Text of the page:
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What can we do to address the recently reported shortage of trained psychiatrists in the U.S.? As a clinical and developmental psychologist who trains child and adolescent psychiatrists in developmental thinking and practice at Harvard Medical School, I can see that we need a multidisciplinary approach to stem the epidemic of psychiatric illness, and we need to do it quickly. According to the National Center for Education Statistics (NCES), the U.S. has 55 million students attending elementary and secondary schools this year. When considering National Institute of Mental Health (NIMH) reports that 13% of children ages 8 to 15 have had a diagnosable mental disorder within the previous year, 20% of youth ages 13-18 have a severe mental disorder, and 46% will experience some form of mental health disorder in their lifetime, this means that there are more than 10 million students, by conservative estimates, who are in need of mental health support and intervention in a system lacking the capacity to deliver these services. The true number of students in need is likely larger because that estimate doesn’t factor in the mental health needs of children younger than age 8 or children who exhibit subclinical symptoms that may lead to the future development of a diagnosable mental disorder.
Even with proper identification and diagnoses, today’s dwindling pool of child psychiatrists and other child mental health professionals is not equipped to serve the needs of millions of children. According to the American Academy of Child & Adolescent Psychiatry (AACAP), there are approximately 8,300 practicing child and adolescent psychiatrists in the United States. Most of these practitioners are concentrated in urban centers, leaving an even greater shortage in many parts of the country. This is happening at a time when psychotherapy and psychopharmacology are making significant progress for some widespread conditions, such as ADHD, depression, anxiety disorder, and suicidality. Additionally, there are even more students who are suffering from traumatic events, chronic stress, and pre-clinical conditions that, if left untreated, will often lead to diagnosable psychiatric disorders.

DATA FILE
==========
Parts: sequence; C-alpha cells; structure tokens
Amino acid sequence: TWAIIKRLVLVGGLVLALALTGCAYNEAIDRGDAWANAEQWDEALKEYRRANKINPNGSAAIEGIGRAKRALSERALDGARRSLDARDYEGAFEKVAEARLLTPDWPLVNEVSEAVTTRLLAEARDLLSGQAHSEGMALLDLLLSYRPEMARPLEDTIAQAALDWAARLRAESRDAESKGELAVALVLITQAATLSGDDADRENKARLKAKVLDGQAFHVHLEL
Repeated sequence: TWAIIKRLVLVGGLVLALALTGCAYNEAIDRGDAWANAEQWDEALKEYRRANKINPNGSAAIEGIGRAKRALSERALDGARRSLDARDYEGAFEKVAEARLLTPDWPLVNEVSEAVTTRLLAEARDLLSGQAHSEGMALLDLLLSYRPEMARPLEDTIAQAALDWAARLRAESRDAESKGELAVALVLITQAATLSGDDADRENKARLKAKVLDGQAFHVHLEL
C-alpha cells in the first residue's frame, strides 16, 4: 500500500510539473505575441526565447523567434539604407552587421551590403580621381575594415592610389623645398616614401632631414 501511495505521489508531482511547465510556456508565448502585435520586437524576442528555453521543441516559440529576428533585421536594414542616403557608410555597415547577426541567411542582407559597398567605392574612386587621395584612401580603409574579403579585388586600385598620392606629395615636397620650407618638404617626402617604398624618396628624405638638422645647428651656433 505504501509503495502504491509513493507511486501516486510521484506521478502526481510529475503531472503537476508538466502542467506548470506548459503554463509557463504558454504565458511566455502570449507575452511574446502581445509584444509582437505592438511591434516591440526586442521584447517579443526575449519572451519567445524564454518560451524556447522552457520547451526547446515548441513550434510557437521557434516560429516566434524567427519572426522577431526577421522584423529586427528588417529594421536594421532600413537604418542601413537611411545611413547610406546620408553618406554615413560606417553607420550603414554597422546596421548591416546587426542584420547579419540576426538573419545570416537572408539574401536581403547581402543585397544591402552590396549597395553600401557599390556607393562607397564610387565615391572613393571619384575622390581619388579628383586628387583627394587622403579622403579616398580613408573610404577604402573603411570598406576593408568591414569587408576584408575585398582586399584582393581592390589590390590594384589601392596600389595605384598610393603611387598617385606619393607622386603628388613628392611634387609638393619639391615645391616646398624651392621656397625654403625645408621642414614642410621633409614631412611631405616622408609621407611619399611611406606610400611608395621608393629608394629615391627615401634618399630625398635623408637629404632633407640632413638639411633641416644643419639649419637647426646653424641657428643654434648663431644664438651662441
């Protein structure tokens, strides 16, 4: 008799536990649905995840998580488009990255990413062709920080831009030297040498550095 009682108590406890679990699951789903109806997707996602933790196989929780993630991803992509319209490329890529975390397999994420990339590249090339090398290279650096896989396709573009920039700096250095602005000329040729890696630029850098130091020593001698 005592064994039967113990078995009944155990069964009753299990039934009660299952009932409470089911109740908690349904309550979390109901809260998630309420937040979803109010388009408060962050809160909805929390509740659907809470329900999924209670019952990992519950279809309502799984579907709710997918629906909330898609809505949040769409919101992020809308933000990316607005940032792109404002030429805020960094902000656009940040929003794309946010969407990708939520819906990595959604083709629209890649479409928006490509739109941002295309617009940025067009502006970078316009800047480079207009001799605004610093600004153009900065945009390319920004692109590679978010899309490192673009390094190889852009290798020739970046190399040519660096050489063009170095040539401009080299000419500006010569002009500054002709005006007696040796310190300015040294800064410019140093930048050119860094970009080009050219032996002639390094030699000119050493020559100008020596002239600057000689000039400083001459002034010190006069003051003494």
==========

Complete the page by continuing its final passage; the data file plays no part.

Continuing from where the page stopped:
Approaching mental health as a purely medical issue is not enough. I believe the issue of youth access to mental health services is not just an issue of increasing the number of psychiatrists or other mental health professionals. Though many more are undoubtedly needed, the solution has to lie in teams that combine pediatricians, social workers, and psychologists. But even with teams in place, we need an innovative approach to reach children and deliver services. There is a significant opportunity for early detection and intervention that we need to focus on to stem this growing crisis: the education system.
Youth spend a significant amount of their time in school, an institution that is in charge of learning but has increasingly begun to focus on addressing the barriers that prevent learning, including social problems, lack of out-of-school-time opportunities, and physical and mental health issues. In my many years of working with schools as the director of a mental-health-in-schools center at McLean Hospital, I’ve seen that if we want to improve mental health in this country, we need to be reaching young people (and their educators) much earlier. Our current policy of waiting until a person is in crisis, with a full-blown disorder, is much too late. If we want to handle the avalanche of mental health issues, we need to address these challenges early, especially when they’re subclinical, when sadness has not yet evolved into depression, and anger has not yet turned into conduct disorders.